[Editor’s note: Matador staff writer Rich Stupart is responding here to How to use sex to travel, a piece by contributor Claire Litton-Cohn that we published last week.]
IT’S TEMPTING to take some giant morality hammer to a how-to guide on trading suggestive companionship for free flights and expensive toys. It’s tempting, but also childish. Responding to what presents itself as an empowered guide to traveling around the world in exchange for sex requires more than being angry in closed circles with my Facebook friends.
So, dear reader, you get this.
On the face of it, the default defense of a guide to selling sex (or the promise of it) is that it’s just some valueless economic transaction. Like waiting tables, or WWOOFing. Except instead of a waiter’s apron, you get to wear some nice clothes and sugardaddy-gifted jewelry. It’s just give and take, where both parties get something useful and everyone’s happy.
That’s the least provocative argument, mind. The troll-seeking version is the one where we pretend that sex-for-travel is not simply some arbitrary service transaction, but in fact the empowered choice of the modern woman. The one who knows what she wants, and just where she needs to lie down to get it.
But to argue that it’s a valueless, contextless, ahistorical economic exchange is to construct a bullshit sundae of truly epic proportions. Exchanging sex for things — and the worldview that values women in terms of their bodies and their capacity for giving erotic pleasure — is an old and evil demon that the world is still a long, long way from escaping. There exists a universe, in the abstract, where sex is not something personal, is unrelated to power, and carries no baggage. And in that world, there’d be no difference between paying for travel by yourself, and paying for travel with yourself.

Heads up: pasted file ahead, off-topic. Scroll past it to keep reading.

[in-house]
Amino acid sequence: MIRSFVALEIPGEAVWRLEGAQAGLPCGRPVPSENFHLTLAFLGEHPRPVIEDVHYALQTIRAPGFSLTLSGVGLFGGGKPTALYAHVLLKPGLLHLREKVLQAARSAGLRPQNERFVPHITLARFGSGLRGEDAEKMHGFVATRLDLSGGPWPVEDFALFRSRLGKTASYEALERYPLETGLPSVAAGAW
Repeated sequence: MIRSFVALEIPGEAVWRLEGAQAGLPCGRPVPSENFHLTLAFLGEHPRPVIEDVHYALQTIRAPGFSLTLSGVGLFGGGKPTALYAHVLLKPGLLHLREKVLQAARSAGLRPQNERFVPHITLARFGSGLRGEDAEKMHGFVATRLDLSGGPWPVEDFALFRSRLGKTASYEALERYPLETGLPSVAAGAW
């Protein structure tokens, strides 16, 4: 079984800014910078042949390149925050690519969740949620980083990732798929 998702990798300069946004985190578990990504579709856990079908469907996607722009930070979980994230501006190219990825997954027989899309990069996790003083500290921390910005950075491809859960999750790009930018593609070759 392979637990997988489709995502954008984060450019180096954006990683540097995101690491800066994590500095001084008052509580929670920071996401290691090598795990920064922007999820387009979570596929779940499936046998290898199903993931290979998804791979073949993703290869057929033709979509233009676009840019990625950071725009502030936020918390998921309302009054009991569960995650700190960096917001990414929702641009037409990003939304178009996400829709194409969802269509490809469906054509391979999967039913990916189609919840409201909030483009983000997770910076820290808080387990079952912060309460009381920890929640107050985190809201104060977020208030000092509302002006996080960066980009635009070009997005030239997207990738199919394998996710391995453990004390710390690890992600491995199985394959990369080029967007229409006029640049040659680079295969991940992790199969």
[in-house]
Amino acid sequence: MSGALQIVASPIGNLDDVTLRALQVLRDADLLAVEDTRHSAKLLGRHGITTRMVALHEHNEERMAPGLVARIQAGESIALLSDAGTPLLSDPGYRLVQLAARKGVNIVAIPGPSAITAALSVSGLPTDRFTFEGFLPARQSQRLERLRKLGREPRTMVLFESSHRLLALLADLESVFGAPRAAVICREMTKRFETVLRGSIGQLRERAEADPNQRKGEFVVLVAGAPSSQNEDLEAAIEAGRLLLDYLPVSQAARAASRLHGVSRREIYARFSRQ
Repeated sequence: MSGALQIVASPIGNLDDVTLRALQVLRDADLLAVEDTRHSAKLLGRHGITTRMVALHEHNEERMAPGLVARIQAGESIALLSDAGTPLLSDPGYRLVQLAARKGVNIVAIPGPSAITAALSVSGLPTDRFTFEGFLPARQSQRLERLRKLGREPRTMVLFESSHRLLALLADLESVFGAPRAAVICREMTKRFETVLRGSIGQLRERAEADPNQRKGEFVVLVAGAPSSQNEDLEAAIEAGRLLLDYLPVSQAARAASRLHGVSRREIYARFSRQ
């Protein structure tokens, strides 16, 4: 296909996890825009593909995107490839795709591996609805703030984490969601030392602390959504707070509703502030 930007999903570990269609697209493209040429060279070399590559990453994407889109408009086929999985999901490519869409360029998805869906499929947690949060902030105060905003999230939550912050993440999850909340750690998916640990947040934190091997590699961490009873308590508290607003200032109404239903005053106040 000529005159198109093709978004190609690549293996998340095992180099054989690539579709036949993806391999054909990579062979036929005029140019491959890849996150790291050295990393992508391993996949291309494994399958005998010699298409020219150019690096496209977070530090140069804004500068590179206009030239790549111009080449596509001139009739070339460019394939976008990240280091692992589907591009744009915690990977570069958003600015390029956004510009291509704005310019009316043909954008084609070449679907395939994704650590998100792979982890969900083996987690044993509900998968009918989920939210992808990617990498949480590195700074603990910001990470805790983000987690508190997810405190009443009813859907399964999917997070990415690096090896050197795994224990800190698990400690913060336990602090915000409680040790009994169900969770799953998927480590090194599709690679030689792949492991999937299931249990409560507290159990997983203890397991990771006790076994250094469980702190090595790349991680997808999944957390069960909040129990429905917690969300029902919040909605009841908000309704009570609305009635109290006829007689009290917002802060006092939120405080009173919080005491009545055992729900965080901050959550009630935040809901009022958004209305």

But we don’t live in that world.
The one we live in is a place where the kind of trade that sex-for-travel presents as being fun and useful works almost exclusively in one direction. There is no www.mrtravel.com. Well, there is, but you’d be sorely disappointed if you went there looking for a stud to bring along on your next Caribbean holiday. (As things stand, if you have enough cash, there’s actually a thriving trade in buying sex from local people there, but that’s a whole ‘nother problem, for a whole ‘nother day.)
The world we actually live in is the one where the people who write, produce, and illustrate the ideas we consume daily spend an overwhelming amount of time re-imagining the worth of women in terms of their value as sex objects. It’s called commodification, and it’s fucking revolting. Because every inch of exchange value that a woman gains is an inch of human value sacrificed.
And those inches are lost precisely every time someone tells a reader it’s absolutely fine to attach yourself to a male wallet if you want power. The power to travel to Bali (on his terms), the power to get a notch up the corporate ladder, the power to seize for yourself whatever it is some man is prepared to give you in exchange for your body. Every time someone makes out that being dependent is normal or, god forbid, empowering, is an attempt to basically rewrite the relationship, to hide the historic, structured inequality in it.
What? You aren’t equal to men yet? That’s okay. Look how much he’s willing to blow to see you in a bikini at Ibiza. It’s practically exactly the same as a world in which you would earn the same amount as him if you were doing his job.
That rewriting, that normalizing rhetoric, serves nobody who ends up being a ‘baby’ to some ‘daddy.’
Travel can be an awesome, liberating adventure. But you know what’s an even bigger kick? Not doing it off some dude’s dime like it’s 1950.
* Title graphic by Aya Padron.